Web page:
Once upon a time there was a little girl. That much I know as true. I hesitate on the rest because I am searching for the truth now. What really happened is what really matters now. And what happens next.
Once there was a little half-breed Cherokee girl named Hepizbah. Her mother was a full-blood. Her father was a white, Scottish school-master. She grows up and marries white. Her children are white, and she lets the secret of her birth be buried by time. Is silent when she sees her Mother's people rounded up, and white families settle newly in the houses and farms. It is 1835. She has stopped speaking and reading the old way, does not hear the land being emptied out of it's spirits, and she blinds herself to the bloody footprints in the snow, heading west, while she stays on, and she buries it all so deep it can never be found again.
Three generations later they will joke about the children being as wild as Indians without a trace of irony. The Patriarch will lean over at the dinner table but get interrupted and his confidence dies in his mouth.Someone will remember him about to speak.
Four generations later, at a family reunion in old Beaufort South Carolina, much will be made of the tendency to long, straight-as-a-blade noses, the "Indian " nose, and a photograph will be taken all in profile, for a joke.
Five generations later a casual comment from one cousin to another about the family tree, and someone will scan the birth records in Columbia, glean what she can from the dry fact of names and dates. The story she can piece together will not have flesh and bone. It will not breath. But it will fester like an unhealed wound until she sees a TV documentary about the Cherokee Nation that shocks, and she knows in her heart the words and gestures, feels how extraordinary her mother's talents for sensing things. Will know the DNA is there. That her mother, taught confession and contrition for her sins by the nuns at the age of six is still, and always a wild and pagan thing. The Trickster Rabbit and The Rattlesnake Woman still live and the story is not done.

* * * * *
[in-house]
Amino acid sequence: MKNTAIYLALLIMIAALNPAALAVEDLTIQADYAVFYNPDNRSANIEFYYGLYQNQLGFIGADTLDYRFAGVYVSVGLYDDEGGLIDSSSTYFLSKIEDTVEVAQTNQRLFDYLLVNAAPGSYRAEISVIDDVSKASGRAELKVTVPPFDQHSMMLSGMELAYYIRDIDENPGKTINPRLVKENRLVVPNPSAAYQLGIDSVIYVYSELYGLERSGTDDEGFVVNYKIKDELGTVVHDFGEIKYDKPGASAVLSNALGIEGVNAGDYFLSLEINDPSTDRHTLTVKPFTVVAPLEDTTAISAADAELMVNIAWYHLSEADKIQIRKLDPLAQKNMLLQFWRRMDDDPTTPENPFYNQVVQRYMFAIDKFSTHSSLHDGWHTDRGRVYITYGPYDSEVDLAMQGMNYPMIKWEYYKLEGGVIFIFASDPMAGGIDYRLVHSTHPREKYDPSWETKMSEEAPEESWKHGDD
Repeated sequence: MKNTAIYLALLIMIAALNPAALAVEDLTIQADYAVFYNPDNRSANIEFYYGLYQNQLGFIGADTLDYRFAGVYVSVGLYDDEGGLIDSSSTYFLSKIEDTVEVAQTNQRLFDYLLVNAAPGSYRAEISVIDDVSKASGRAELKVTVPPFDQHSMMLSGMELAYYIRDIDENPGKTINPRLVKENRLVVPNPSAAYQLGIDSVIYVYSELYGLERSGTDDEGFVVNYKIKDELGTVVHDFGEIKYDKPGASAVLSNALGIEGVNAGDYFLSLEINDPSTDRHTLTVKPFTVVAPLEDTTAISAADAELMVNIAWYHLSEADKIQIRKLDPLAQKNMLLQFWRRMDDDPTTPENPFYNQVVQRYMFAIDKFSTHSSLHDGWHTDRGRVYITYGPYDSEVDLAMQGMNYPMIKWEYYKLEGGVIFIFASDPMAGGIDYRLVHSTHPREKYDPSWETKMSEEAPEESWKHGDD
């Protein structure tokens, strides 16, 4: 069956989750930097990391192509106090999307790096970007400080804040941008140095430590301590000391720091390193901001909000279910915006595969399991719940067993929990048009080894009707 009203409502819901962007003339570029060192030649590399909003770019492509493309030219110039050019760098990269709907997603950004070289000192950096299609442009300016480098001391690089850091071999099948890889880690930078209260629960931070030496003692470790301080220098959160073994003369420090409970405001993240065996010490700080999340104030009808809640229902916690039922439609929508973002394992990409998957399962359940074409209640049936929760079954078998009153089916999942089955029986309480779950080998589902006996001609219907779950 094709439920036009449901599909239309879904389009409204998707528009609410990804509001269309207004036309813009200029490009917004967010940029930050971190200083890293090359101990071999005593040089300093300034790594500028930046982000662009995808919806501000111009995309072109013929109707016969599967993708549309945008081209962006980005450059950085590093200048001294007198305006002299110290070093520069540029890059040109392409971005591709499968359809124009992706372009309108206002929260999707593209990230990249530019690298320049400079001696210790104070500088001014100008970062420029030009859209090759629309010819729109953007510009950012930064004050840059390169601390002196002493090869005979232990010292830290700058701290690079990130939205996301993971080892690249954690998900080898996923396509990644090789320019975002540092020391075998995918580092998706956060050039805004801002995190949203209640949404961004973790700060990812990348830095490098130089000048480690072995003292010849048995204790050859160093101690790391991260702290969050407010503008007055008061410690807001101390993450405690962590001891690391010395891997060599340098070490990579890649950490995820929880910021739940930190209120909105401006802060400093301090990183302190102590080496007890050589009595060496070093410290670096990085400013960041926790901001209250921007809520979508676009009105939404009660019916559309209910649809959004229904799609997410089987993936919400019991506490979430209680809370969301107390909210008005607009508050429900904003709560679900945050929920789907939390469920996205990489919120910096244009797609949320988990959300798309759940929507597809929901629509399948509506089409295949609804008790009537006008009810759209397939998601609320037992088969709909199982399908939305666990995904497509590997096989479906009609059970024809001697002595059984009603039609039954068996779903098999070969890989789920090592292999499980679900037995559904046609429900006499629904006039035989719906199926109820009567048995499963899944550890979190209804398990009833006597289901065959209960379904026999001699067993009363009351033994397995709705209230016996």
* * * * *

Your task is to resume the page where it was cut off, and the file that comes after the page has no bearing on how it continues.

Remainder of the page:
I have left another child standing at a door with the key in the lock while I catch up to her story. It is about 1970 and she turns the key and pushes. It is a smallish room, and quite dark, and it smells of the spicy scent peculiar to the plants that grow between the stones on the sunny terrace, a scent she will never forget. And of mildew. There is an old leather sofa like a lumbering shaggy animal, and books. Shelves and cases of books. It is a treasure trove and she wants it all. She wants to claim the room for herself, to spend the rest of her life in that room, reading those books, in a life where no-one tells her to stop reading and go out and play.
But she is not greedy, or rather, she knows better than to indulge in greedy behaviour, so she choses one book, a book with a green binding and a title that seems familiar. It is a fable about a King and his knights, or rather, about one particular knight, an old story and one that stirs her blood even though she is only a girl and they have never expected deeds of daring-do of her. She does not know that the sofa and the other books will be discarded because of mold. Already she knows that this is a symbolic gift, like the microscope, and the real surgeon's scalpels the Doctor across the street gave her when they dissected the frog together. A test. A promise. And because she is sure that the adults know everything, she ponders it all and waits for more signs, because she knows the test is still on.